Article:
The Delmarva Peninsula is a large peninsula that is located on the eastern coast of the United States. This significant peninsula is mostly occupied by the entire State of Delaware and portions of the States of Maryland and Virginia. The term Delmarva is therefore derived from the letters in the name of the three states that share the peninsula: DELaware, MARyland, and VirginiA.
The Delmarva Peninsula is bounded by the Delaware Bay, Delaware River, and the Atlantic Ocean in the east and by the Chesapeake Bay in the west. In the north, the peninsula shares a land border with the State of Pennsylvania. The Delmarva Peninsula measures approximately 274 km in length and has a maximum width of about 113 km.
The entire peninsula forms a part of the Atlantic Coastal Plain and is mostly a flat and sandy region with few low-lying hills. Stillpond Neck in Maryland, which rises to an elevation of 31 m, is the highest point in the Delmarva Peninsula. The Atlantic coast of the peninsula is formed by the Fenwick Island in the north and the Virginia Barrier Islands in the south. The southern edge of the Delmarva Peninsula is formed by Cape Charles which is a part of Northampton County in Virginia.
According to the Köppen climate classification, the Delmarva Peninsula experiences a humid subtropical climate.
The 22.5 km-long Chesapeake & Delaware Canal cuts across the narrow isthmus in the northern part of the peninsula and connects the Chesapeake Bay with the Delaware River. The 28.3 km-long Chesapeake Bay Bridge-Tunnel links Cape Charles with the city of Norfolk. The 6.9 km-long Chesapeake Bay Bridge spans the Chesapeake Bay and connects the rural eastern shore region of Maryland with its more urbanized Western shore. The city of Dover in Delaware is the most populous in the Delmarva Peninsula. Besides Dover, the city of Salisbury in Maryland also serves as the principal commercial center in the Delmarva Peninsula.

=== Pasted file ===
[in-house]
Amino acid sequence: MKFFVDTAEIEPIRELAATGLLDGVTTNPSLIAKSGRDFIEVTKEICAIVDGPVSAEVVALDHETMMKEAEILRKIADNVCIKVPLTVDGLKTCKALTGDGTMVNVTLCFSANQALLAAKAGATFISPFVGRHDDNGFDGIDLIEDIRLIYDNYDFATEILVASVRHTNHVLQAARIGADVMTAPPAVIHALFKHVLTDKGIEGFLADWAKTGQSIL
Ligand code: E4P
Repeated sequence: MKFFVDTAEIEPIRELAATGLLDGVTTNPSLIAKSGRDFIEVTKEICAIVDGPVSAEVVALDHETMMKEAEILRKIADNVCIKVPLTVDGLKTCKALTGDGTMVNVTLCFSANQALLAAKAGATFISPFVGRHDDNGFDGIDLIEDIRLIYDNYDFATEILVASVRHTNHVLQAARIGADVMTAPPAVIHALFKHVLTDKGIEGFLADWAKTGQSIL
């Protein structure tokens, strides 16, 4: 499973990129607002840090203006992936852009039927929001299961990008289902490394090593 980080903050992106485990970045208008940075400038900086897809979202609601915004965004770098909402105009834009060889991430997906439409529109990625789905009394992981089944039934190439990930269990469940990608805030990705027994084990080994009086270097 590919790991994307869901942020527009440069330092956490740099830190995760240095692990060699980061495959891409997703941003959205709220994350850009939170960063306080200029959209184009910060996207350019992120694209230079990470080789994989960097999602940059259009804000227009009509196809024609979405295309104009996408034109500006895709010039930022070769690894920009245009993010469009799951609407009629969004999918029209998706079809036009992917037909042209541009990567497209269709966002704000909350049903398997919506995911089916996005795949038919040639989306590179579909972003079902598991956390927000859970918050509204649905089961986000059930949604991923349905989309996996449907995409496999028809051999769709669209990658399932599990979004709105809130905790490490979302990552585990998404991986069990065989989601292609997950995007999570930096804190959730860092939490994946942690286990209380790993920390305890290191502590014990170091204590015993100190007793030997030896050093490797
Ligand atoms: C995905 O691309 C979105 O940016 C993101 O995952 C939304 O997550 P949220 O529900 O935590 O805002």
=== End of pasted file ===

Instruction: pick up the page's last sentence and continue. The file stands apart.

It is believed that the Delmarva Peninsula was inhabited by Indigenous peoples since the last Ice Age from 10,000 to 8,000 BCE. Several archaeological sites like Cator’s Cove, Oyster Cove, and Miles Point have been discovered in the coastal plains of the Delmarva Peninsula. Before the arrival of the Europeans, the Atlantic Ocean coast of the Peninsula was inhabited by the Indigenous peoples of Assateague, Choptico, Moteawaughkin, Hatsawap, and Manaskson, among others. The Chesapeake shore of the Peninsula was inhabited by the Choptank and Nentigo people.
Led by the Spanish explorer Pedro Menéndez de Avilés, an expedition from Spanish Florida reached the Delmarva Peninsula in 1566. They hoped to find the fabled Northwest Passage, but a storm prevented any significant exploration or settlement. In 1631, the Dutch West India Company established its first short-lived settlement named Zwaanendael in the present State of Delaware, which was destroyed after a year. In 1638, the New Sweden colony was established in the northern part of the state. The previous Dutch settlement in Delaware was subsequently recaptured and was included in the New Netherland Colony. In 1664, Delaware was occupied by the British. In 1682, the land was transferred to William Penn from the Duke of York and was ruled along with the land that is now the US State of Pennsylvania. Eventually, the counties of New Castle, Sussex, and Kent declared their independence from Pennsylvania in 1776 and entered the Union as parts of the State of Delaware.